The first thing I noticed when climbing into this updated 3-series was the new iDrive interface. Wow, is it ever impressive. It is very intuitive and has very impressive graphics. I instantly felt at home juggling through the various menus. Well done, BMW.
The next thing you notice, of course, is the torque of the twin-turbo diesel engine. In the cold and wet conditions of winter, the traction/stability control is working overtime keeping the rear tires in check. It's a good thing BMW has a good, smooth stability control system. The 335d is fast and the rest of the car is typical of a BMW. It has a slightly choppy ride on rough Michigan roads but it seems to be better than our Four Seasons 330i was, when I compare both on 17-inch wheels. This is no doubt helped by the fact that this 335d lacks the optional sport package. The steering is still lovely and most of the controls are intuitive and feel robust.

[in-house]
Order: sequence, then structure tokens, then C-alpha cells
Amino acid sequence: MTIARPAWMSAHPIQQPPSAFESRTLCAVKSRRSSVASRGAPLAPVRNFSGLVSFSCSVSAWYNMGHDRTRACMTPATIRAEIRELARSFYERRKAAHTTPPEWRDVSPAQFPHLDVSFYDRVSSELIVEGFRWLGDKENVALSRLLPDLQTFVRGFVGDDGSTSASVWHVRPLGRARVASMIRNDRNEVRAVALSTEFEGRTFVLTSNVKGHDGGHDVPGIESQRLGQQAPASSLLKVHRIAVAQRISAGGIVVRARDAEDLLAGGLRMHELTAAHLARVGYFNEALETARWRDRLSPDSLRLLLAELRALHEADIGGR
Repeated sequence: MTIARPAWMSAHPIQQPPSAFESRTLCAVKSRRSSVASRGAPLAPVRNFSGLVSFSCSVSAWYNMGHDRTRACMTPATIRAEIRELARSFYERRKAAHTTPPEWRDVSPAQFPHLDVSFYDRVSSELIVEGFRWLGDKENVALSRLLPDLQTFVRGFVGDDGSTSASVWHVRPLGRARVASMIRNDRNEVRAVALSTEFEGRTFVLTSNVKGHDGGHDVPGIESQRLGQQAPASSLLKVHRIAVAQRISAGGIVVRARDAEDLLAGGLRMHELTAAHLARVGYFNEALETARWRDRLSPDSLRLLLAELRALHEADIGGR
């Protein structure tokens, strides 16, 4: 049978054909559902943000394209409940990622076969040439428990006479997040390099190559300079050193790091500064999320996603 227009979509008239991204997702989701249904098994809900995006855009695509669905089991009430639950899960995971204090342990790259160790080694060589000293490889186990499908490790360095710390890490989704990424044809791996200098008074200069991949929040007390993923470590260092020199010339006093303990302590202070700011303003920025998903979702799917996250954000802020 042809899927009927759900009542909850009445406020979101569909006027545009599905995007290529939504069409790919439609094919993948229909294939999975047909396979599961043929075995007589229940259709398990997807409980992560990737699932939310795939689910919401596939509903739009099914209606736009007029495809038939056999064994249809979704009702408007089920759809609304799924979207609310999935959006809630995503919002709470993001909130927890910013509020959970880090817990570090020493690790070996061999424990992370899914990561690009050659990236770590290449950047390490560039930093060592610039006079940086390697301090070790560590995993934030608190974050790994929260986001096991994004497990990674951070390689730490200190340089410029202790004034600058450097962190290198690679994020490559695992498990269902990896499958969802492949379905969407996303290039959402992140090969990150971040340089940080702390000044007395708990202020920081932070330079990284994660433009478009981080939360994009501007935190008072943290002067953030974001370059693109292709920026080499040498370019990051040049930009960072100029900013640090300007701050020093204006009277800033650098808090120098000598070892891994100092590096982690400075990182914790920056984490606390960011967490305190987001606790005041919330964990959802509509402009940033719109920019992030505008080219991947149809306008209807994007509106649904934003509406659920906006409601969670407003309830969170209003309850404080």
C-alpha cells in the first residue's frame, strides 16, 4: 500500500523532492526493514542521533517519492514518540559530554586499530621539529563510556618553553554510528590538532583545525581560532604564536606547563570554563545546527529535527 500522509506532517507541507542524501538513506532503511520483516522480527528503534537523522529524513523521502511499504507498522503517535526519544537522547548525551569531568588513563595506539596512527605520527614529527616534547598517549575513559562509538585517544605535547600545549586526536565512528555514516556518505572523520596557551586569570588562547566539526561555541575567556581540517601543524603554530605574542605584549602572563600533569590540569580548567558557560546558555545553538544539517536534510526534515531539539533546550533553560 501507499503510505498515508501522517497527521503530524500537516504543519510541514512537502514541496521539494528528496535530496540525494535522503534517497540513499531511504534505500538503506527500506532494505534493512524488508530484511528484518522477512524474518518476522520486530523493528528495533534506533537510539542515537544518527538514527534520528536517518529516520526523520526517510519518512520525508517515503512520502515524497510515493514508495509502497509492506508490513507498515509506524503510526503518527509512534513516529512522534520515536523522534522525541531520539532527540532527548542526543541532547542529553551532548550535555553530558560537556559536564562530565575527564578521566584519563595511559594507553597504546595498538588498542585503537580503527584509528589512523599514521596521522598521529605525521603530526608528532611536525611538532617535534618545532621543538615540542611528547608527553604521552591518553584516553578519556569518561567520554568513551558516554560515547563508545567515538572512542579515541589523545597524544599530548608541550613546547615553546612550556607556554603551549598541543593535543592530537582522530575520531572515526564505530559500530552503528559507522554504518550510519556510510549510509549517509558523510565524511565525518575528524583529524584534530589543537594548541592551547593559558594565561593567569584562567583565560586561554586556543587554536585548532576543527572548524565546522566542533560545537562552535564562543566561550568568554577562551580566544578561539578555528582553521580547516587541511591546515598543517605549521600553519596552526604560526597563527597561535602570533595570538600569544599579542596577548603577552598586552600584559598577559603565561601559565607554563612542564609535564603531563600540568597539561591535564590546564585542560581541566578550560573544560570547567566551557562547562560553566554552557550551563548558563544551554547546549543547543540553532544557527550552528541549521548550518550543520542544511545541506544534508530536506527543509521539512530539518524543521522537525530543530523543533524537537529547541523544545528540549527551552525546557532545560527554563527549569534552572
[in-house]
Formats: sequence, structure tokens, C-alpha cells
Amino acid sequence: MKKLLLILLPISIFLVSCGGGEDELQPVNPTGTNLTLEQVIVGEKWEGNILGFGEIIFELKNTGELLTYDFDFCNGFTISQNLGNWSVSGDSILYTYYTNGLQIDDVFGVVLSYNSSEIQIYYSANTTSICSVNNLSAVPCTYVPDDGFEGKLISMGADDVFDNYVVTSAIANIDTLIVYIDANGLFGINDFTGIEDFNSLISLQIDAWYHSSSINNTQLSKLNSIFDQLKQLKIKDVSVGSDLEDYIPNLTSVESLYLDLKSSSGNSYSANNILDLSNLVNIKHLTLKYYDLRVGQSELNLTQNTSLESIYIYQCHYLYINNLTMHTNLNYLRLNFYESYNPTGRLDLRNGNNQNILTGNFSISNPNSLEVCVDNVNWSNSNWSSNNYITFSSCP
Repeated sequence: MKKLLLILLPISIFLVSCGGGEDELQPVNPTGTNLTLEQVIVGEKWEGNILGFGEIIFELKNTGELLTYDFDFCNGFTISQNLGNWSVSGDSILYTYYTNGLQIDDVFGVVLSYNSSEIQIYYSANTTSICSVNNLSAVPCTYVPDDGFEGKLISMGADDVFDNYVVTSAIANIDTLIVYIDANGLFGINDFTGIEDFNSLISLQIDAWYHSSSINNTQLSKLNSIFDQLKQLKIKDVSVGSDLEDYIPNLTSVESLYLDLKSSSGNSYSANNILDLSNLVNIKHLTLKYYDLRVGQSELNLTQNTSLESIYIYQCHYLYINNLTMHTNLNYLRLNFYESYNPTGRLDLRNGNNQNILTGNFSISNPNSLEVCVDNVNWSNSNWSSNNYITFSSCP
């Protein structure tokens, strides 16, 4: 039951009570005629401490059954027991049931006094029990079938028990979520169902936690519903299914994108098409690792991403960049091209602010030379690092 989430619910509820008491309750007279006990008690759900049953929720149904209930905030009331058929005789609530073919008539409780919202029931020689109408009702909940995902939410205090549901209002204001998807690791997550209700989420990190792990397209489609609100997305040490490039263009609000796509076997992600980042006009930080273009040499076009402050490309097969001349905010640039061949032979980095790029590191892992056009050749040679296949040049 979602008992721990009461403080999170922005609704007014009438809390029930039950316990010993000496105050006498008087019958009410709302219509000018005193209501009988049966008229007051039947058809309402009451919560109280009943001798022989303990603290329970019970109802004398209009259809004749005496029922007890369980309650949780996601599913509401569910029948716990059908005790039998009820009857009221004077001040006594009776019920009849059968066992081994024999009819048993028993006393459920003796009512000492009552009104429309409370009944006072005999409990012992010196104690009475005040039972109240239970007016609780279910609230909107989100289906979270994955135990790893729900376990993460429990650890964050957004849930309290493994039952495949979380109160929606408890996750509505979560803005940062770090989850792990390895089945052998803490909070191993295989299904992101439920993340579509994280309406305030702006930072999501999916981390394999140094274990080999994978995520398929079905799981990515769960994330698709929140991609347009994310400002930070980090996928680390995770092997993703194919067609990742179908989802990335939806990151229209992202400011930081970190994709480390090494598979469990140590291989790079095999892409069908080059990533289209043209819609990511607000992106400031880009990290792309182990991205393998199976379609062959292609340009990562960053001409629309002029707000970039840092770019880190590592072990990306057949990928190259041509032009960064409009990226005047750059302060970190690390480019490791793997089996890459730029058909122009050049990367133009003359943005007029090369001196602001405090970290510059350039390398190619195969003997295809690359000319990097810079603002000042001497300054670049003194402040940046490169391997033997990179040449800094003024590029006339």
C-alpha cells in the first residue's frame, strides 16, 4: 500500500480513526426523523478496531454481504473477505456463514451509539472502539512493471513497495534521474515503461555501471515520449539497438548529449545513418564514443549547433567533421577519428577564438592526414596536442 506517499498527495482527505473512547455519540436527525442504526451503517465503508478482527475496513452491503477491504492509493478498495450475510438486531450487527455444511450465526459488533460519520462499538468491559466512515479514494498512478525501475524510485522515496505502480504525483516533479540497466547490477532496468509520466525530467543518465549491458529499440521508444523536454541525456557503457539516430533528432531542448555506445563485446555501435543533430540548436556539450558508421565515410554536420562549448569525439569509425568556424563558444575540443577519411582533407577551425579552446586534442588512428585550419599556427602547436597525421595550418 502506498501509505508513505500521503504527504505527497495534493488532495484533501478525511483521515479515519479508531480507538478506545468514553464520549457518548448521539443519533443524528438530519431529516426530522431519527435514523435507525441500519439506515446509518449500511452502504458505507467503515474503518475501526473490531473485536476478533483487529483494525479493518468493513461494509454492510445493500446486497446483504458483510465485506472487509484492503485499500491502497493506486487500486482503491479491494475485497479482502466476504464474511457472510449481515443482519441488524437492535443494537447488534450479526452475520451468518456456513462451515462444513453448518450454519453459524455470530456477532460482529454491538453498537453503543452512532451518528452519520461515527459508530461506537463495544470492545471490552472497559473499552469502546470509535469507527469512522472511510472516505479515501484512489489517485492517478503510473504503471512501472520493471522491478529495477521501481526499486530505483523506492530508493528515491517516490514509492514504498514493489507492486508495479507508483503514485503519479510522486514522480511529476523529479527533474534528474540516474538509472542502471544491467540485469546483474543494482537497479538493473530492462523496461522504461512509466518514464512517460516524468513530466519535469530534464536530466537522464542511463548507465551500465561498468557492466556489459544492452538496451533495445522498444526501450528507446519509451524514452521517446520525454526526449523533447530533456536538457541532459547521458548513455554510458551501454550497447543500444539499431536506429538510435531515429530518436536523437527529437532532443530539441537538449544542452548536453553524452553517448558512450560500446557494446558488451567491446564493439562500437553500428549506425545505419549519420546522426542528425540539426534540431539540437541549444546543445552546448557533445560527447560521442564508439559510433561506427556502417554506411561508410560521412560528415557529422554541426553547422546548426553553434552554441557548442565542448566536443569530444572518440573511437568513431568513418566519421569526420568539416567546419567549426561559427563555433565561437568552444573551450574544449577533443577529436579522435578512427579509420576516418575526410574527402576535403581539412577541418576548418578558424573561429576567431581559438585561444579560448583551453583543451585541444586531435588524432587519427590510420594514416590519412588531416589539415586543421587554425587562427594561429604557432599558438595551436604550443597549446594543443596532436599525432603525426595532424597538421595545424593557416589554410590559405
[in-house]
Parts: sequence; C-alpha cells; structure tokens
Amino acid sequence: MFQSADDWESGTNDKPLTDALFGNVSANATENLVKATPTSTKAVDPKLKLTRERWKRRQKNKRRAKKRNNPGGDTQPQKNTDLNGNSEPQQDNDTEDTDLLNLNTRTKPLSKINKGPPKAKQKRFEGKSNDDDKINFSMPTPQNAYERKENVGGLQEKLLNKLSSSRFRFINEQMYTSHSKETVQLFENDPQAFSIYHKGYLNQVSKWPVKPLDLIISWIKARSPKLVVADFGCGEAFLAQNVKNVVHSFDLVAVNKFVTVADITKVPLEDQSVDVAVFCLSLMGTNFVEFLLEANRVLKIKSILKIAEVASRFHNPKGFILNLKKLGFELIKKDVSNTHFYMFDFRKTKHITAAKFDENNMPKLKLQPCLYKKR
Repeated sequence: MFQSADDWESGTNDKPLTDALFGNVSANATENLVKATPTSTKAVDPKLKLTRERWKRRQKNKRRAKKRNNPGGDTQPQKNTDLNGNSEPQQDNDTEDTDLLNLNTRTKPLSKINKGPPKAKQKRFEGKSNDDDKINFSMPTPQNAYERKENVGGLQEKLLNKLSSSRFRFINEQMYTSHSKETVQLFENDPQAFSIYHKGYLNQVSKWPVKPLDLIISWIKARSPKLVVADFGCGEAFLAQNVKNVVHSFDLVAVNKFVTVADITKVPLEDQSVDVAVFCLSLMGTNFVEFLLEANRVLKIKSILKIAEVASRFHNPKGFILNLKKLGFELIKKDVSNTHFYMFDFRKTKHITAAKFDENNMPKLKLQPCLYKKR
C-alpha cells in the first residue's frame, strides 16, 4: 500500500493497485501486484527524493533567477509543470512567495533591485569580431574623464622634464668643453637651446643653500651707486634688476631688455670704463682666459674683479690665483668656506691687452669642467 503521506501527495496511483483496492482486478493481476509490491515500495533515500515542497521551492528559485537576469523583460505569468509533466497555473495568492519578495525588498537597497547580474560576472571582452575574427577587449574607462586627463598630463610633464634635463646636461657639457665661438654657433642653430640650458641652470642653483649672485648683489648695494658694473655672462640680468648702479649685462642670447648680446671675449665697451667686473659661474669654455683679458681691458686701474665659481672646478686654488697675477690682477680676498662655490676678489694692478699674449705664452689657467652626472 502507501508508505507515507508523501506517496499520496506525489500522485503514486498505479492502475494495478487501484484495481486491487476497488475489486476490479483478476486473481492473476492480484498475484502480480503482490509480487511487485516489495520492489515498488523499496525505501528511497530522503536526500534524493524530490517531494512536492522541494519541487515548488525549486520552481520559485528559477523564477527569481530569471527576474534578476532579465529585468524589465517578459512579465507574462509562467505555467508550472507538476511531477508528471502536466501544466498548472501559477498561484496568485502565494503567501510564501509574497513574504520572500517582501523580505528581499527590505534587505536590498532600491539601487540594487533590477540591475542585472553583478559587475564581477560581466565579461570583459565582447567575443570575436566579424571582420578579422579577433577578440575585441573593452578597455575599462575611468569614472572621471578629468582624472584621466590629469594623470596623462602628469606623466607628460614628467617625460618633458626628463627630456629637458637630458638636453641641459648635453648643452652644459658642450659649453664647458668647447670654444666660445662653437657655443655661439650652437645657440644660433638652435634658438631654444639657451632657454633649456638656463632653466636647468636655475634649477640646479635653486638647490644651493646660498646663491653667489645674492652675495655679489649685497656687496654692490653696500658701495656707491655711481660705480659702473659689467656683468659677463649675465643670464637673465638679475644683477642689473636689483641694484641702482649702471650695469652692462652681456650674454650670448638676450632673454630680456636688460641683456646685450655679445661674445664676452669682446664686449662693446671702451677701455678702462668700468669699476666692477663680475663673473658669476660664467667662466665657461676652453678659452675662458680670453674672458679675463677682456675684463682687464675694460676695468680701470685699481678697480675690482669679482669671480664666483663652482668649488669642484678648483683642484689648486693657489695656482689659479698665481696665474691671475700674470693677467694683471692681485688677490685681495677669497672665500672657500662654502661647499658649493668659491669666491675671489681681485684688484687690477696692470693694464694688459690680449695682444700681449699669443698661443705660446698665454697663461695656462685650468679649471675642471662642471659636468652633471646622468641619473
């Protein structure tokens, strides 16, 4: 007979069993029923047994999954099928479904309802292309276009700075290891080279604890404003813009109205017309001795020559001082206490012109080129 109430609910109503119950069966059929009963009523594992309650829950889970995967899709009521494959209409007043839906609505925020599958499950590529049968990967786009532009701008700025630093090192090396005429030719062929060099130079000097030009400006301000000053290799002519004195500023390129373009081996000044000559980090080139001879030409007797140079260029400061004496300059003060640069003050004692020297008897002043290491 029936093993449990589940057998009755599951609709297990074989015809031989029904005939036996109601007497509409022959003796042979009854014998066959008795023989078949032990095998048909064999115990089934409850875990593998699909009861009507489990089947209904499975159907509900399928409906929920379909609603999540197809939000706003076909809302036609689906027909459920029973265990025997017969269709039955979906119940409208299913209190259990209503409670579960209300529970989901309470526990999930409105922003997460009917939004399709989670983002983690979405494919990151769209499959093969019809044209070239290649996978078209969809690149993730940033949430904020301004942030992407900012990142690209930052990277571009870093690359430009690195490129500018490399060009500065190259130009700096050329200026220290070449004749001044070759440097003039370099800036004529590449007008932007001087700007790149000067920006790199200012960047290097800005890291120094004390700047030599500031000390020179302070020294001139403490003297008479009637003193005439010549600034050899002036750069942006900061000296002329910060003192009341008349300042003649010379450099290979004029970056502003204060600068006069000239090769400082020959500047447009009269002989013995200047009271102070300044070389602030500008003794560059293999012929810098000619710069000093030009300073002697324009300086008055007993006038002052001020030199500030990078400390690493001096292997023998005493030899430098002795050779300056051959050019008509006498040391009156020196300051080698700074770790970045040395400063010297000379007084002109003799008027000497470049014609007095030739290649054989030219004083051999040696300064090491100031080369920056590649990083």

Still, I can't help thinking that the 335d is a bit of a lost soul in America. We don't offer cheaper car registration on vehicles that emit less CO2, like many European countries do, and we pay a substantial premium for diesel fuel in many regions of the country. Add in the fact that BMW's gasoline engines make good power and get pretty impressive fuel economy given their performance and I don't see a strong case for an expensive, mega powerful diesel sedan. I would happily give up some of the 335d's torque and fuel economy for the 335i, which is cheaper and less expensive to fill up (and purchase). Add in the fact that the gasoline engine sounds better, has more horsepower, and is offered with a manual transmission, and I'm going to have to say no to Dr. Diesel's sales pitch in this case. Now in a heavier, less sporty vehicle like the X5, I may sway back the other way. We'll see when we drive one.
Marc Noordeloos, Road Test Editor